A young half–Native American known as the Kid has hitchhiked from Mexico to the midwestern city Bellona—only something is wrong there . . . In Bellona, the shattered city, a nameless cataclysm has left reality unhinged. Into this desperate metropolis steps the Kid, his fist wrapped in razor-sharp knives, to write, to love, to wound.   So... [more inside]
posted by Meatbomb at 9:44 PM - 41 comments

September 4

Book: Descartes' Bones

Sixteen years after René Descartes' death in Stockholm in 1650, a pious French ambassador exhumed the remains of the controversial philosopher to transport them back to Paris. Thus began a 350-year saga that saw Descartes' bones traverse a continent, passing between kings, philosophers, poets, and painters. But as Russell Shorto shows in this deeply engaging book, Descartes' bones also played a role in some of the most momentous episodes in history, which are also part of the philosopher's metaphorical remains: the birth of science, the rise of democracy, and the earliest debates between reason and faith. Descartes' Bones is a flesh-and-blood story about the battle between religion and rationalism that rages to this day.
posted by Homo neanderthalensis at 10:48 PM - 1 comment

September 1

Book: Fishing

In this history of fishing—not as sport but as sustenance—archaeologist and best-selling author Brian Fagan argues that fishing was an indispensable and often overlooked element in the growth of civilization. It sustainably provided enough food to allow cities, nations, and empires to grow, but it did so with a different emphasis. Where agriculture encouraged stability, fishing demanded movement. It frequently required a search for new and better fishing grounds; its technologies, centered on boats, facilitated movement and discovery; and fish themselves, when dried and salted, were the ideal food—lightweight, nutritious, and long-lasting—for traders, travelers, and conquering armies. This history of the long interaction of humans and seafood tours archaeological sites worldwide to show readers how fishing fed human settlement, rising social complexity, the development of cities, and ultimately the modern world.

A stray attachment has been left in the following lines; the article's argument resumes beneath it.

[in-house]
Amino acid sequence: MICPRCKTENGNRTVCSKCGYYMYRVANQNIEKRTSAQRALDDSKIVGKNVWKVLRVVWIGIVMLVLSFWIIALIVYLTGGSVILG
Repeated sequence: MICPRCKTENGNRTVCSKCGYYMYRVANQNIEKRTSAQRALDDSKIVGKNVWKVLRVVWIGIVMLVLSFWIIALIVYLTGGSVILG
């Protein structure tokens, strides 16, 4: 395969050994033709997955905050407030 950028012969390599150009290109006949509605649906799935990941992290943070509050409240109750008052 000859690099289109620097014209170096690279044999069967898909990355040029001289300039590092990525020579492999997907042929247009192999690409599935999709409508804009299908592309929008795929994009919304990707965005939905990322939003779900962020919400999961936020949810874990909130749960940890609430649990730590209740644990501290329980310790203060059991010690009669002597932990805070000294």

posted by Homo neanderthalensis at 9:32 AM - 3 comments

August 27

Book: Anne of Green Gables

The cherished favorite featuring everyone's favorite red-headed orphan, Anne With an E. Anne, an eleven-year-old orphan, is sent by mistake to live with a lonely, middle-aged brother and sister on a Prince Edward Island farm and proceeds to make an indelible impression.
posted by bq at 9:34 AM - 70 comments

August 26

Book: My Sister Rosa